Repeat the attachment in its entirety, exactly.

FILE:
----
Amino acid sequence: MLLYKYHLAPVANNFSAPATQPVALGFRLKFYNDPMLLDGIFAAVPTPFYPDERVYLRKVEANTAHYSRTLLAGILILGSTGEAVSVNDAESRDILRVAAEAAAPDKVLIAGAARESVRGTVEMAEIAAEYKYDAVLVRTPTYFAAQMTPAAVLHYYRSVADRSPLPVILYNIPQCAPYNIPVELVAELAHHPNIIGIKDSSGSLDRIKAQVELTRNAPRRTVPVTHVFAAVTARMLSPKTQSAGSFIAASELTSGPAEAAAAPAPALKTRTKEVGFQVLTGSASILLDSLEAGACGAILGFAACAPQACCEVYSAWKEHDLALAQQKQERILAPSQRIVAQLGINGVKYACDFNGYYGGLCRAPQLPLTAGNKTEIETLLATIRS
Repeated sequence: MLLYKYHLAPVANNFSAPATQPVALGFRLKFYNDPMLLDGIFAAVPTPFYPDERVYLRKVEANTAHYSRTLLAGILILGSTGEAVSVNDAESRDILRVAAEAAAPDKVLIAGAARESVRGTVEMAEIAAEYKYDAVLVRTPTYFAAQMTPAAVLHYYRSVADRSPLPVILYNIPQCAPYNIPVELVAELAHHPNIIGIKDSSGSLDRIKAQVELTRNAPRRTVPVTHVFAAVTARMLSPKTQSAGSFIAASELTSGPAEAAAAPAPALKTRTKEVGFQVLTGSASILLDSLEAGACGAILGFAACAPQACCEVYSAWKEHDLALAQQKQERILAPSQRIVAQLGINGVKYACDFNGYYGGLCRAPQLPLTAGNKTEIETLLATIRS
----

Amino acid sequence: MLLYKYHLAPVANNFSAPATQPVALGFRLKFYNDPMLLDGIFAAVPTPFYPDERVYLRKVEANTAHYSRTLLAGILILGSTGEAVSVNDAESRDILRVAAEAAAPDKVLIAGAARESVRGTVEMAEIAAEYKYDAVLVRTPTYFAAQMTPAAVLHYYRSVADRSPLPVILYNIPQCAPYNIPVELVAELAHHPNIIGIKDSSGSLDRIKAQVELTRNAPRRTVPVTHVFAAVTARMLSPKTQSAGSFIAASELTSGPAEAAAAPAPALKTRTKEVGFQVLTGSASILLDSLEAGACGAILGFAACAPQACCEVYSAWKEHDLALAQQKQERILAPSQRIVAQLGINGVKYACDFNGYYGGLCRAPQLPLTAGNKTEIETLLATIRS
Repeated sequence: MLLYKYHLAPVANNFSAPATQPVALGFRLKFYNDPMLLDGIFAAVPTPFYPDERVYLRKVEANTAHYSRTLLAGILILGSTGEAVSVNDAESRDILRVAAEAAAPDKVLIAGAARESVRGTVEMAEIAAEYKYDAVLVRTPTYFAAQMTPAAVLHYYRSVADRSPLPVILYNIPQCAPYNIPVELVAELAHHPNIIGIKDSSGSLDRIKAQVELTRNAPRRTVPVTHVFAAVTARMLSPKTQSAGSFIAASELTSGPAEAAAAPAPALKTRTKEVGFQVLTGSASILLDSLEAGACGAILGFAACAPQACCEVYSAWKEHDLALAQQKQERILAPSQRIVAQLGINGVKYACDFNGYYGGLCRAPQLPLTAGNKTEIETLLATIRS